Etymology
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Flemish (adj.)
"pertaining to or native to Flanders," early 14c., flemmysshe, probably from Old Frisian Flemische, or a native formation from Fleming + -ish.
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donnish (adj.)

"pertaining to or characteristic of an English don" (pedantic, scholarly), 1823, from don (n.) in the university sense + -ish. Related: Donnishness.

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brutish (adj.)
1530s, "pertaining to animals," from brute (n.) + -ish. In reference to humans, "uncultured, stupid," from 1550s. Related: Brutishly; brutishness.
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slavish (adj.)
1560s, from slave (n.) + -ish. Sense of "servilely imitative, lacking originality or independence" is from 1753. Related: Slavishly; slavishness.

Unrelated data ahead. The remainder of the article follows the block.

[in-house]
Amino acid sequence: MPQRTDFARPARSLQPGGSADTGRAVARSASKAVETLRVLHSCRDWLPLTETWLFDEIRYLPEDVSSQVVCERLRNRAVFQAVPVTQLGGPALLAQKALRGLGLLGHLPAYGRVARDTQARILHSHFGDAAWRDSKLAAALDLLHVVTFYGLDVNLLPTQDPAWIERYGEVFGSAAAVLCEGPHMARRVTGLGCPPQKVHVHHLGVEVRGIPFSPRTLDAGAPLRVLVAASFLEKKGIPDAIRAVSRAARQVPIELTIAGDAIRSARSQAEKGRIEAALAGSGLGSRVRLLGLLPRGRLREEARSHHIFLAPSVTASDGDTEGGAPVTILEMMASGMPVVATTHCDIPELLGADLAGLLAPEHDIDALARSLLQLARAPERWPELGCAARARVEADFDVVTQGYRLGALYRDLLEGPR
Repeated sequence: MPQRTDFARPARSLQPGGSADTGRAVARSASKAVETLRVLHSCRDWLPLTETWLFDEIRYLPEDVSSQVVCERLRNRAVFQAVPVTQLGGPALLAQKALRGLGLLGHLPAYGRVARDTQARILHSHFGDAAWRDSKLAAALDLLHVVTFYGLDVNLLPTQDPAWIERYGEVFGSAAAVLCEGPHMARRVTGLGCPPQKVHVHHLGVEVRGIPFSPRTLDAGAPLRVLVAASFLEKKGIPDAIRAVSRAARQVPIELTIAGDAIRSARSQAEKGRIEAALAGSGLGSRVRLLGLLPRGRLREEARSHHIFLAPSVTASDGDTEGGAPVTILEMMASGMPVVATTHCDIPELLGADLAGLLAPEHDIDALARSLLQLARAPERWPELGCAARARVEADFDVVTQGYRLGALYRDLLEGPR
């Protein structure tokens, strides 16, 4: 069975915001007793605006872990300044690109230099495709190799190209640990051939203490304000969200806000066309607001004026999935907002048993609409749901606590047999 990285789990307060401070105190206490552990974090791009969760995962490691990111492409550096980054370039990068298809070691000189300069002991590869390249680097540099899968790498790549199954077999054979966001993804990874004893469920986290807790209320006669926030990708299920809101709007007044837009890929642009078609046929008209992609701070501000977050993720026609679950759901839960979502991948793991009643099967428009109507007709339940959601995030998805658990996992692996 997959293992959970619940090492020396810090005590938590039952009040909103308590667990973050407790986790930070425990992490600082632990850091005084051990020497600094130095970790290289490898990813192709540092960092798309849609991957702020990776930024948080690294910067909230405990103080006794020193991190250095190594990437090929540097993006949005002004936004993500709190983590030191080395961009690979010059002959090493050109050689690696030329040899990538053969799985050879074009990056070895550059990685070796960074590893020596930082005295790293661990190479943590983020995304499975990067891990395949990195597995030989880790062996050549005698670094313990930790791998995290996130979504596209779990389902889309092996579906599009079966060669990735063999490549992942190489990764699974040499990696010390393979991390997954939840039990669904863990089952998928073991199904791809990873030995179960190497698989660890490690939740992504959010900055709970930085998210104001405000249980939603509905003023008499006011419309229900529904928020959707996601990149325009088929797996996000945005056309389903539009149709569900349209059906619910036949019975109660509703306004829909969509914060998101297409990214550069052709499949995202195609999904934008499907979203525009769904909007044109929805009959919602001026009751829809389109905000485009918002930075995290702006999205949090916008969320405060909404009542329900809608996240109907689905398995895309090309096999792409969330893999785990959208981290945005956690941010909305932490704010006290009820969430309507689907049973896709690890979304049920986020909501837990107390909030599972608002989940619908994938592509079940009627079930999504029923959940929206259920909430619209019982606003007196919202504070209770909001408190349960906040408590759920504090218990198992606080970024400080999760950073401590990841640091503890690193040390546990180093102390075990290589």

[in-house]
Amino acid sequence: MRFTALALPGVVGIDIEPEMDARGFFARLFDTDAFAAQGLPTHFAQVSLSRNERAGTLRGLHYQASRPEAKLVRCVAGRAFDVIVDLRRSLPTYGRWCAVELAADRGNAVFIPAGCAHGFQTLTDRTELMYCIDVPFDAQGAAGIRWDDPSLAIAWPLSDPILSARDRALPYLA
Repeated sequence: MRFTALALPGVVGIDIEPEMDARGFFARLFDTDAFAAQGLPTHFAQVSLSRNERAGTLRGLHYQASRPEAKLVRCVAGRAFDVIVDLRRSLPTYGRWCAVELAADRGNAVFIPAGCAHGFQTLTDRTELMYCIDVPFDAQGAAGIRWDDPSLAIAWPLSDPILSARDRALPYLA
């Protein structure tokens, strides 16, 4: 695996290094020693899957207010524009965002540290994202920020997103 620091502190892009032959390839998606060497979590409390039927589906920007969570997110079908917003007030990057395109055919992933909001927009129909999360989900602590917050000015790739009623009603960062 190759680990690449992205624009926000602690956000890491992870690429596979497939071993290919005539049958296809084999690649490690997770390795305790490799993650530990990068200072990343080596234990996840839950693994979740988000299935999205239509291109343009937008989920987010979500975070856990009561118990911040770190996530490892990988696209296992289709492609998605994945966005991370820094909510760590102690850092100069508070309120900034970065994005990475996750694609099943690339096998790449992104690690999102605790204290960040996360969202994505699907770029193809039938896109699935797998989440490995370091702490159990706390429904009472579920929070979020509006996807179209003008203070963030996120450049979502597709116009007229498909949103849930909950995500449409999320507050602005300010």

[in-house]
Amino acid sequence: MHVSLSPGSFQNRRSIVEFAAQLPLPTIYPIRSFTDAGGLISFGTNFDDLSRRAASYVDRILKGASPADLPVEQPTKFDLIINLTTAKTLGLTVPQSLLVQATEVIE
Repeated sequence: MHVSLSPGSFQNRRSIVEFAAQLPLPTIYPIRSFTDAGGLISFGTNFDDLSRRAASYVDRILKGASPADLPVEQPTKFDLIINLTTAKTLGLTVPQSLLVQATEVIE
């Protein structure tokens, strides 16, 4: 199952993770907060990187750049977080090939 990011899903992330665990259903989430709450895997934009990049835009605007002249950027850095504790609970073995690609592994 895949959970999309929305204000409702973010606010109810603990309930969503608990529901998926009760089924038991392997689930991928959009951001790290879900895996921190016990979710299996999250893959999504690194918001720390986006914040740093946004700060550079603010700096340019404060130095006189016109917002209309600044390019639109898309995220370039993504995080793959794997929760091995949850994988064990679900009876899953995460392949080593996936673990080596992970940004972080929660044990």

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churlish (adj.)

late Old English cierlisc "of or pertaining to churls," from churl + -ish. Meaning "deliberately rude, surly and sullen" is late 14c. Related: Churlishly; churlishness.

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womanish (adj.)
late 14c., "womanly, feminine; resembling a woman;" of a man or men, "behaving in the manner of a woman, effeminate," from woman + -ish. Related: Womanishly; womanishness.
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peckish (adj.)

"somewhat hungry, inclined to eat," literally "disposed to peck," 1785, from peck (v.) + -ish. Also compare peck (n.2). Related: Peckishly; peckishness.

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roguish (adj.)

1570s, "pertaining to or appropriate to rogues," from rogue + -ish. From 1580s as "playfully mischievous." Related: Roguishly; roguishness.

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apish (adj.)
"inclined to imitate servilely," 1530s; "looking like an ape," 1560s; from ape (n.) + -ish. Related: Apishly; apishness.
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devilish (adj.)

late 15c., "characteristic of or befitting the Devil;" see devil + -ish. Related: Devilishly; devilishness. As an adverb, "wickedly," 1610s.

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